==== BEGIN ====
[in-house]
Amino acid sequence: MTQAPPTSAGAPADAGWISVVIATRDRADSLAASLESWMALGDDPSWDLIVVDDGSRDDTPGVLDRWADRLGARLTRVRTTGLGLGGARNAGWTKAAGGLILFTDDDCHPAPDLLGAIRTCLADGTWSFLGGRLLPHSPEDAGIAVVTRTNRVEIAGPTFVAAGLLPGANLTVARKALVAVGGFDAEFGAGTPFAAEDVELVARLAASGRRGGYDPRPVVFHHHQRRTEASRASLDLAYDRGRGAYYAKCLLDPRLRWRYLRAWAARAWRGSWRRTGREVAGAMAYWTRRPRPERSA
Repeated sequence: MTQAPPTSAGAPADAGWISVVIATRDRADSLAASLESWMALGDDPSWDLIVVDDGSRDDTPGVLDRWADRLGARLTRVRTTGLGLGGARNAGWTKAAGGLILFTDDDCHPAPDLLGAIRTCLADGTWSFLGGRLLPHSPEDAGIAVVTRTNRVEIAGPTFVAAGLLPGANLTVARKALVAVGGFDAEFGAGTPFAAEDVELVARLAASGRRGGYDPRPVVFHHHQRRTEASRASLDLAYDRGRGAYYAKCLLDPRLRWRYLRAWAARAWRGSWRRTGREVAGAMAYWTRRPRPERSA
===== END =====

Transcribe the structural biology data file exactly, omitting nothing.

[in-house]
Amino acid sequence: MTQAPPTSAGAPADAGWISVVIATRDRADSLAASLESWMALGDDPSWDLIVVDDGSRDDTPGVLDRWADRLGARLTRVRTTGLGLGGARNAGWTKAAGGLILFTDDDCHPAPDLLGAIRTCLADGTWSFLGGRLLPHSPEDAGIAVVTRTNRVEIAGPTFVAAGLLPGANLTVARKALVAVGGFDAEFGAGTPFAAEDVELVARLAASGRRGGYDPRPVVFHHHQRRTEASRASLDLAYDRGRGAYYAKCLLDPRLRWRYLRAWAARAWRGSWRRTGREVAGAMAYWTRRPRPERSA
Repeated sequence: MTQAPPTSAGAPADAGWISVVIATRDRADSLAASLESWMALGDDPSWDLIVVDDGSRDDTPGVLDRWADRLGARLTRVRTTGLGLGGARNAGWTKAAGGLILFTDDDCHPAPDLLGAIRTCLADGTWSFLGGRLLPHSPEDAGIAVVTRTNRVEIAGPTFVAAGLLPGANLTVARKALVAVGGFDAEFGAGTPFAAEDVELVARLAASGRRGGYDPRPVVFHHHQRRTEASRASLDLAYDRGRGAYYAKCLLDPRLRWRYLRAWAARAWRGSWRRTGREVAGAMAYWTRRPRPERSA